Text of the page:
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Battle of Adwalton Moor

From Wikipedia, the free encyclopedia

Battle of Adwalton Moor
Part of the First English Civil War
Battle Plaque at Adwalton Moor - - 1069183.jpg

Battle Plaque at Adwalton Moor
Date30 June 1643
53°45′04″N 1°39′50″W / 53.751°N 1.664°W / 53.751; -1.664
Result Royalist Victory
Royalists Parliamentarians
Commanders and leaders
Earl of Newcastle Sir Thomas Fairfax
Major General Gifford
10,000 3,500
Casualties and losses
Negligible 500 killed
1,400 captured[1]

The Battle of Adwalton Moor was a battle in the English Civil War on 30 June 1643.

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The site of the battle is high ground in Adwalton (now commonly considered to be part of Drighlington) near Bradford, which is now in an area of rural-urban fringe, (map reference SE2228).[2] Parts of the site are protected as "green belt" or other types of open space with the A650 road cutting right through the battlefield.[3] It is the only battlefield recognised by Bradford Metropolitan District Council as falling within its boundaries but it actually lies within the Leeds City Council boundary.[4] There are plaques interpreting the battlefield for visitors.[5]

Prior to the battle, the Royalists captured Parliamentary-held Howley Hall (4.5 kilometres (2.8 mi) southeast of Adwalton) to secure their advance on Bradford. This was their starting point for their march on Bradford on 30 June 1643.[6]


The Earl of Newcastle, the Royalist commander, was marching on Bradford (which was Parliamentarian in sympathy) with 10,000 men. Fairfax, the Parliamentary commander, had 3,000-4,000 men in Bradford. However, despite his inferior numbers, Fairfax came to intercept the Royalist army as Bradford was ill-prepared to resist a siege. The Parliamentarians were due to leave bradford at 4:00 am, but left much later on account of the "laxity or worse of General Gifford".[7] When they arrived at Adwalton Moor, the Royalist commander had deployed his army effectively and despite early success by the Parliamentarians, the strong Royalists defeated them.[8]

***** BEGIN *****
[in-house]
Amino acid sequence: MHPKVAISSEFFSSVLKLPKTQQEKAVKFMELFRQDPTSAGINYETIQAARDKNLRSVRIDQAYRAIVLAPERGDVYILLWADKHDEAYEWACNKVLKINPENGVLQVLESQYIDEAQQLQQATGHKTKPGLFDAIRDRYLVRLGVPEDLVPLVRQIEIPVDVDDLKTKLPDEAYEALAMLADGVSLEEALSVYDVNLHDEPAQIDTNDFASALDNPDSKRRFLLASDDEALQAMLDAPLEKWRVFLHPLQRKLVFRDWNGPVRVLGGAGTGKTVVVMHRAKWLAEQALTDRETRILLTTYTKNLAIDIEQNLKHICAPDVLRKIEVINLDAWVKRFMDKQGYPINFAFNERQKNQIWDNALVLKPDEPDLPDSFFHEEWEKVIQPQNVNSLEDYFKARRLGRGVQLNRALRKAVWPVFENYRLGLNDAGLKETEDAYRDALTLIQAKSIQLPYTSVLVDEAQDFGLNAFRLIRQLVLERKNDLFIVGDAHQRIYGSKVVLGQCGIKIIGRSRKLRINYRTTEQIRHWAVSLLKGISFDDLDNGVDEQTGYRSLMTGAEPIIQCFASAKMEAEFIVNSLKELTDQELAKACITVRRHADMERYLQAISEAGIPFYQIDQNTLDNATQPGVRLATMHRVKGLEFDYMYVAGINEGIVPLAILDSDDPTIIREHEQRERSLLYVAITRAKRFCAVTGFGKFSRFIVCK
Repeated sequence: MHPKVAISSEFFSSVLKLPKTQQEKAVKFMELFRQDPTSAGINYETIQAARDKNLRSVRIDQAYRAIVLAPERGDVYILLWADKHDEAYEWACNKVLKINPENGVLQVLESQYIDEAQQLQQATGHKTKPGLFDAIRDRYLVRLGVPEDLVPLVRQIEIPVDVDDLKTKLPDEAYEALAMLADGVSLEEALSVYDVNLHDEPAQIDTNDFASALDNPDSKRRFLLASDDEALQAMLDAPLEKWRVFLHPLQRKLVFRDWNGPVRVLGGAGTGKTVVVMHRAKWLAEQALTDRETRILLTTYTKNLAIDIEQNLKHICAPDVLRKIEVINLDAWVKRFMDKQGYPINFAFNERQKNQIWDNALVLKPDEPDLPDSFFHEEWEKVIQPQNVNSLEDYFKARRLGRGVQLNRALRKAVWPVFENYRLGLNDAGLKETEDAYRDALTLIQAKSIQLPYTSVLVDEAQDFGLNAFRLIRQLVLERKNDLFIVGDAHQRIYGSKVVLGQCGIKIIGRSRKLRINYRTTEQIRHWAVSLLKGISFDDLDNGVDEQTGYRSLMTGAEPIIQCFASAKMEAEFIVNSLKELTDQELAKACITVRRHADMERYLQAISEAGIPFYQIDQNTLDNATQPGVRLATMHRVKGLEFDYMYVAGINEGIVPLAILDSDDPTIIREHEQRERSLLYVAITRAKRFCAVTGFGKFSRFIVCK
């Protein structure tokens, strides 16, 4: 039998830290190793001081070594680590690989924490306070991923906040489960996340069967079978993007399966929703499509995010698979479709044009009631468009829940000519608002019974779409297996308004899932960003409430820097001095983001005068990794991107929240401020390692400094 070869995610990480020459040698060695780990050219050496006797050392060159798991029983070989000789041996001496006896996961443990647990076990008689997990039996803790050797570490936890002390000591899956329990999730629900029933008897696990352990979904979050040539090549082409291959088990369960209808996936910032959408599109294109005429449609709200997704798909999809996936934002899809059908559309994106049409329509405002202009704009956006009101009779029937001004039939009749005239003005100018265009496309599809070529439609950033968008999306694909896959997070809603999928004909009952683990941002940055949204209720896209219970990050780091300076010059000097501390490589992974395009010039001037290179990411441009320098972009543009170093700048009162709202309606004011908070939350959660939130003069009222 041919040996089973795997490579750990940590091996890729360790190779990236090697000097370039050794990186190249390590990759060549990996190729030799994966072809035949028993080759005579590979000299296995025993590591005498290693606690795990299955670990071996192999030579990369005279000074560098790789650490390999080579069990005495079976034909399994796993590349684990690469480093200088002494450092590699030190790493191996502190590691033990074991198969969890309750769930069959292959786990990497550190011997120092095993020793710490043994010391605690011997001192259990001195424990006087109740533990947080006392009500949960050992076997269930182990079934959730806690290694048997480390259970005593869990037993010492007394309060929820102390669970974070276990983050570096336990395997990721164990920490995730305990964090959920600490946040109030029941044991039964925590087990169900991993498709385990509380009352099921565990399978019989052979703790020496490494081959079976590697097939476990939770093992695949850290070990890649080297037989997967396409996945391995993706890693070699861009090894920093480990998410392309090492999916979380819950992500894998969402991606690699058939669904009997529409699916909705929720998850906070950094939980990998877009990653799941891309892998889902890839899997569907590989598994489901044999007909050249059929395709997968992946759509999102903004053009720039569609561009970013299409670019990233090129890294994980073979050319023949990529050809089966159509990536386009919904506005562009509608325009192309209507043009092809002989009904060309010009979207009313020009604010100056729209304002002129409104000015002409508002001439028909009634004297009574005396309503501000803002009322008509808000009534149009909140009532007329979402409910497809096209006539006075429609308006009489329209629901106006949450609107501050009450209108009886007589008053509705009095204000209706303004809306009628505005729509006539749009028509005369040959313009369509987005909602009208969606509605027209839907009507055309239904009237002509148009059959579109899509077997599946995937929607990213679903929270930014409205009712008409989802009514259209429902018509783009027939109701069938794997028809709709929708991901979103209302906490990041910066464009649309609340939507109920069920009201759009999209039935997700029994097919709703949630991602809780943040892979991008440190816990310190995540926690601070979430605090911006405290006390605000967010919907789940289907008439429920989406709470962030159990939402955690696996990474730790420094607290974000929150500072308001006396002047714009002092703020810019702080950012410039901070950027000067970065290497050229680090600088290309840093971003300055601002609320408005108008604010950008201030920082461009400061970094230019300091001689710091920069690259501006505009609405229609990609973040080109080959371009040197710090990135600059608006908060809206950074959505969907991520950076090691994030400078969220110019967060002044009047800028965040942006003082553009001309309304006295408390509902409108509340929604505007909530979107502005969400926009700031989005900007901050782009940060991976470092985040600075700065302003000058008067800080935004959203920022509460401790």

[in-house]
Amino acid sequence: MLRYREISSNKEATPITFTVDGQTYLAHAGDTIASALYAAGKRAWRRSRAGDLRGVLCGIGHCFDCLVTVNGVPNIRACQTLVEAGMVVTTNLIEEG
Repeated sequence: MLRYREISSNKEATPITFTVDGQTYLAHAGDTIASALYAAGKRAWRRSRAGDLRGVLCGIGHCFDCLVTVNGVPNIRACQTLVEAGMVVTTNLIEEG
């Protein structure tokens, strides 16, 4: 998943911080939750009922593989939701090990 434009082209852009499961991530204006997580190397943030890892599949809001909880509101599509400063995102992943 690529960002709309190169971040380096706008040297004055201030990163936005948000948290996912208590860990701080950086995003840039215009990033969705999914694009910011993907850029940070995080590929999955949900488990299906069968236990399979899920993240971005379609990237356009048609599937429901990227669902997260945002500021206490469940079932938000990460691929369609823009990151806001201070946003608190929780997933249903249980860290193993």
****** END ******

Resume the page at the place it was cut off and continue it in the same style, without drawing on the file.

The battle has long been deemed of low or medium term significance and that it consolidated Royalist control of Yorkshire. However, historians have acknowledged that the impact of the battle, which left the Parliamentarians with only one stronghold in the north (Hull), forced the Parliamentarians into a religious and political alliance with Scotland. This in turn, led to a Parliamentary victory at the Battle of Marston Moor a year later in 1644.[9] Historic England labelled the battle as second only in importance to Marston Moor.[5]

Museum displays

There is a display relating to the battle at Bolling Hall, Bradford, a museum which lies a few miles from the site and was itself a Royalist base. Oakwell Hall is another museum which throws light on the civil war in Yorkshire: although the hall is situated within walking distance from the battlefield, it falls outside the boundaries of Bradford and within those of Kirklees.


  1. ^ Gentles, Ian (2007). The English Revolution and the wars of the three kingdoms, 1638-1652 (1 ed.). Harlow, England: Pearson Longman. p. 166. ISBN 9780582065512.
  2. ^ "Adwalton Moor Battlefield Heritage Impact Assessment" (PDF). February 2015. p. 15. Retrieved 18 November 2017.
  3. ^ "English Heritage Battlefield Report: Adwalton Moor 1643" (PDF). 1995. Retrieved 15 November 2017.
  4. ^ "Adwalton Moor Battlefield Heritage Impact Assessment" (PDF). February 2015. p. 2. Retrieved 18 November 2017.
  5. ^ a b Historic England. "Battle of Adwalton Moor 1643 (1000000)". National Heritage List for England. Retrieved 15 November 2017.
  6. ^ Historic England. "Howley Hall; a 16th century country house and gardens, Morley (1016323)". National Heritage List for England. Retrieved 2017-11-23.
  7. ^ Paige, William (1913). The Victoria history of the counties of England. The Victoria history of the county of York, Volume 3. London: Constable. p. 423. OCLC 504890096.
  8. ^ Historic England. "Battle of Adwalton Moor 1643 (51203)". PastScape. Retrieved 15 November 2017.
  9. ^ Ginley, Joanne (7 September 2003). "New theory on civil war's 'forgotten battle'". The Yorkshire Post. Retrieved 15 November 2017.


Recommended reading

  • Duchess of Newcastle, Margaret (1907), Firth, C H, ed., The life of William Cavendish, Duke of Newcastle (2nd ed.)
  • Parsons, D., ed. (1836), The life of Sir Henry Slingsby of Scriven, Bt.

Further reading

This page was last edited on 14 February 2019, at 15:57
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